The decade from 1911 to 1920 was Indianola Park in its prime. With the pool, the dance pavilion, vaudeville, the amusement rides, and all sorts of free attractions, the park sought to entertain its patrons in every possible way.

The pool was always Indianola's biggest draw. It was the one thing competitor Olentangy Park didn't have (at least until 1919).

In the 1910s, household air conditioning didn't exist and electric fans were prohibitively expensive. On hot summer days and nights, Indianola Park's clear, cool waters were very much in demand. Crowds of 5,000 or more were common.

When the park opened, female bathers were scarce. As the decade wore on, they gradually shed their inhibitions and became regular visitors to the pool.

Around 1909, women began to frequent female-only swimming parties held in the mornings when the pool was least busy and there were few male patrons. For the most part though, women continued to avoid the pool when men were numerous.

Social strictures against physical activity for women and "mixed bathing" began to relax, particularly after World War I. Women who took men's place in the workforce during the war demanded access to the same recreations and pleasures.

The stigma of women's bathing costumes also eased. In 1907, Australian swimmer Annette Kellerman was arrested for indecency in Boston for wearing a swimsuit that bared her arms and legs. Over the next decade, women's swimsuits would slowly evolve in the direction pioneered by Kellerman. Motion pictures, magazines, and advertising spread the new styles across the land.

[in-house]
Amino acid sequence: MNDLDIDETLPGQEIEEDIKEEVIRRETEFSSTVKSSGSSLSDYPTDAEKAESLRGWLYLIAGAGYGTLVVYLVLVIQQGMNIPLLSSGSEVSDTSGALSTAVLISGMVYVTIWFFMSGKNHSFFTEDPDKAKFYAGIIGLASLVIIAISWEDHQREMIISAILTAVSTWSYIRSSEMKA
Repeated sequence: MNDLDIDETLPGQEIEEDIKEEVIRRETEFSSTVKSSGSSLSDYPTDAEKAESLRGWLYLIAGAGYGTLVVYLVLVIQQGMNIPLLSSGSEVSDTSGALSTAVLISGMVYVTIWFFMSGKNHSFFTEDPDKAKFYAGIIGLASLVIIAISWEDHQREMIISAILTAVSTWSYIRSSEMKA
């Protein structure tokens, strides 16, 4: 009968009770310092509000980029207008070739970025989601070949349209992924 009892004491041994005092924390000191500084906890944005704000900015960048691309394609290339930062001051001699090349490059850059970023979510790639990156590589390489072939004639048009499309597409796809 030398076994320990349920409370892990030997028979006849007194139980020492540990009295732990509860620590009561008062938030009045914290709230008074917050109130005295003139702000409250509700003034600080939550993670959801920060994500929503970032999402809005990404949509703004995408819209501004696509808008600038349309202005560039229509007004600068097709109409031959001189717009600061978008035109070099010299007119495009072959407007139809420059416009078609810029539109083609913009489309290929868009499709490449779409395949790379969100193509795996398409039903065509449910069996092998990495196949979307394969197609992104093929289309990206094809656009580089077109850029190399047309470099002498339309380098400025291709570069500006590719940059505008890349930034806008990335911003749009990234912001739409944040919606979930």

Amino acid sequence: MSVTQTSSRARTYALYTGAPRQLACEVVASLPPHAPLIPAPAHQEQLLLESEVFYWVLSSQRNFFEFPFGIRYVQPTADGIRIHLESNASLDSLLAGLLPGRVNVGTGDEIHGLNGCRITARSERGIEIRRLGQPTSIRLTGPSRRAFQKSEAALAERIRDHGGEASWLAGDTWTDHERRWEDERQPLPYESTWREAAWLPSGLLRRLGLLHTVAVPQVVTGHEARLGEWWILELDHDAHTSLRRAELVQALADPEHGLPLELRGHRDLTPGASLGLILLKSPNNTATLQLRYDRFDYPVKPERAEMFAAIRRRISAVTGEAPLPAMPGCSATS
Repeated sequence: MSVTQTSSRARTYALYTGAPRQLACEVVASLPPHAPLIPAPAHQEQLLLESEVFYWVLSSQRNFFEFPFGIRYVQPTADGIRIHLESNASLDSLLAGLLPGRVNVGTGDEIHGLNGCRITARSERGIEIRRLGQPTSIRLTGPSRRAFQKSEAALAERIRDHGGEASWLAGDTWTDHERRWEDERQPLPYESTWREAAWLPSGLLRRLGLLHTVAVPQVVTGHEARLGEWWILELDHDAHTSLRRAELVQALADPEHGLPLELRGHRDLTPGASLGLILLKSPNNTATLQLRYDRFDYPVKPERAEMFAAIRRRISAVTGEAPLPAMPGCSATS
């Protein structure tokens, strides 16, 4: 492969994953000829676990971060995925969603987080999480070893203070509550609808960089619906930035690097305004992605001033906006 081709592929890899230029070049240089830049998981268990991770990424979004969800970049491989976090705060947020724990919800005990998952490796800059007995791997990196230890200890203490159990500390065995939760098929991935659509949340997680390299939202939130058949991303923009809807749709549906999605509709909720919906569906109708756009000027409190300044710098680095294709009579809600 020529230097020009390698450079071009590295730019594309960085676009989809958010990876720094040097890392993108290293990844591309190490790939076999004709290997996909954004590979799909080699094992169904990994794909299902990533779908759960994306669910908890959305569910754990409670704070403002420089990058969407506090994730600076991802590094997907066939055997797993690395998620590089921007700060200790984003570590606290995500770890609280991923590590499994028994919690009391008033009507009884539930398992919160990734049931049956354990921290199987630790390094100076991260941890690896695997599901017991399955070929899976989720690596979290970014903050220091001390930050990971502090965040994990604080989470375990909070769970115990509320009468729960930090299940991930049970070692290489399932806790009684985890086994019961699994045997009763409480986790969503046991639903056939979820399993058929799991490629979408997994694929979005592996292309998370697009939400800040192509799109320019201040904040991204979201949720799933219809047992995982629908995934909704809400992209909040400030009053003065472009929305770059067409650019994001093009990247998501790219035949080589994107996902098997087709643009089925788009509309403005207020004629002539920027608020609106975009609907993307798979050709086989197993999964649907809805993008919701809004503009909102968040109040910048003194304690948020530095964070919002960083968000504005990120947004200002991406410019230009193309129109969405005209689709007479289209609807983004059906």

By 1909, Kellerman was performing live at Keith's Theater in conservative, Midwestern Columbus in the same suit that got her arrested in Massachusetts.

By 1914, Kellerman's lightly attired nautical romp, Neptune's Daughter, was playing to packed houses at the prestigious Hartman Theater downtown and bare arms and legs were the norm at beaches and pools.

Left: A turn-of-the-century bathing beauty from an Atlantic City stereoview.

Indianola's dance pavilion also kept the ticket booth busy.

Like a videogame arcade in the early 1980s or a tattoo parlor in the late 1990s, Indianola's dance pavilion in 1910 was perfectly poised to take advantage of a mania sweeping the nation.

Prior to the 1910s, social dance was still vaguely suspect. Preachers and moralists inveighed against it and proper folk avoided it. In the early 1910s, Vernon and Irene Castle, a charismatic, modern, well-dressed, well-mannered, married couple made social dance acceptable for the American middle class by showing that decent people could dance to syncopated music, enjoy it, and not be depraved or debauched by it.

The Castles helped launch a national craze for dance that went on for the next twenty years.

One tune that must have been a favorite at Indianola's dance pavilion was a 1918 foxtrot called "Indianola." The song was written by S.R. Henry and D. Onivas with lyrics by Frank Warren.

The song has nothing to do with the park.

It's a wartime tune about a Native American warrior going off to "scalp old Kaiser Bill" who asks his beloved Indianola to marry him before he goes to war.

Still, the title alone must have made it a frequent request at the park.

A 1918 recording of the song by Billy Murray on an Edison Blue Amberol cylinder can be heard here.

WARNING: By contemporary standards, the lyrics are pretty culturally insensitive.

September 1, 1913: "Went to Indianola Park last night. Had a dandy time."